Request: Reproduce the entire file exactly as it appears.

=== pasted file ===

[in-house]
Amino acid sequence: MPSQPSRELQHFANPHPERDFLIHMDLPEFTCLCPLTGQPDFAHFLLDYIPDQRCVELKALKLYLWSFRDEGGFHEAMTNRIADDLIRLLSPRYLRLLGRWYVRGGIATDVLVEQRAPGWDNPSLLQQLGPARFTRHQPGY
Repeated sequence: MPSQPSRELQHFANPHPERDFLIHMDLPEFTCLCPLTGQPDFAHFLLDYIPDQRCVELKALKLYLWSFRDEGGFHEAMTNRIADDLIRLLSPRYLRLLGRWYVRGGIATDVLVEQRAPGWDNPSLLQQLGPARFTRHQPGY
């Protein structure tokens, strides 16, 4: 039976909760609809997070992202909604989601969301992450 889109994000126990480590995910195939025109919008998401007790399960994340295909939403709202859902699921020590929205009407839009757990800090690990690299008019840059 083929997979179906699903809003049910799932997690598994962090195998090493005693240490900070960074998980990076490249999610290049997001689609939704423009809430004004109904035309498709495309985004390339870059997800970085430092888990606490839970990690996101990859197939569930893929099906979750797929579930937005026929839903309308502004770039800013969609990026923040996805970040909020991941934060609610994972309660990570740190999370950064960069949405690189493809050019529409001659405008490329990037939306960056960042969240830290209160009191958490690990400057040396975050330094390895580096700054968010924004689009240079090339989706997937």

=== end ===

[in-house]
Amino acid sequence: MPSQPSRELQHFANPHPERDFLIHMDLPEFTCLCPLTGQPDFAHFLLDYIPDQRCVELKALKLYLWSFRDEGGFHEAMTNRIADDLIRLLSPRYLRLLGRWYVRGGIATDVLVEQRAPGWDNPSLLQQLGPARFTRHQPGY
Repeated sequence: MPSQPSRELQHFANPHPERDFLIHMDLPEFTCLCPLTGQPDFAHFLLDYIPDQRCVELKALKLYLWSFRDEGGFHEAMTNRIADDLIRLLSPRYLRLLGRWYVRGGIATDVLVEQRAPGWDNPSLLQQLGPARFTRHQPGY
């Protein structure tokens, strides 16, 4: 039976909760609809997070992202909604989601969301992450 889109994000126990480590995910195939025109919008998401007790399960994340295909939403709202859902699921020590929205009407839009757990800090690990690299008019840059 083929997979179906699903809003049910799932997690598994962090195998090493005693240490900070960074998980990076490249999610290049997001689609939704423009809430004004109904035309498709495309985004390339870059997800970085430092888990606490839970990690996101990859197939569930893929099906979750797929579930937005026929839903309308502004770039800013969609990026923040996805970040909020991941934060609610994972309660990570740190999370950064960069949405690189493809050019529409001659405008490329990037939306960056960042969240830290209160009191958490690990400057040396975050330094390895580096700054968010924004689009240079090339989706997937």